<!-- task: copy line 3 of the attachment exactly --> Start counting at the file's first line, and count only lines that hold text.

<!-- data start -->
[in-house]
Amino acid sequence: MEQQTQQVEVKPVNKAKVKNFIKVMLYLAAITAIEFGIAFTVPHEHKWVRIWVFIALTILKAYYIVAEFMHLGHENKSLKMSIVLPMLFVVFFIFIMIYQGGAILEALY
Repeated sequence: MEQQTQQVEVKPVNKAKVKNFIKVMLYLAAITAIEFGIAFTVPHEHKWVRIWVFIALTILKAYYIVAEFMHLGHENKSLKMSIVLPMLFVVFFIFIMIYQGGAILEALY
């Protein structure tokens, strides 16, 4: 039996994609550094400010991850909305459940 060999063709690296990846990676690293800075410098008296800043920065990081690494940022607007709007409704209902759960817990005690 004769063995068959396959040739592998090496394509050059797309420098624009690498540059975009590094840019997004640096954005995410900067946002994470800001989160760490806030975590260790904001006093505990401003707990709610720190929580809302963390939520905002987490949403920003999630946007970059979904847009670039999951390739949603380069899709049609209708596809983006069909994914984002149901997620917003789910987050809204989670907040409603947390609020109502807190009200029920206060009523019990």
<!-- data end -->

Repeated sequence: MEQQTQQVEVKPVNKAKVKNFIKVMLYLAAITAIEFGIAFTVPHEHKWVRIWVFIALTILKAYYIVAEFMHLGHENKSLKMSIVLPMLFVVFFIFIMIYQGGAILEALY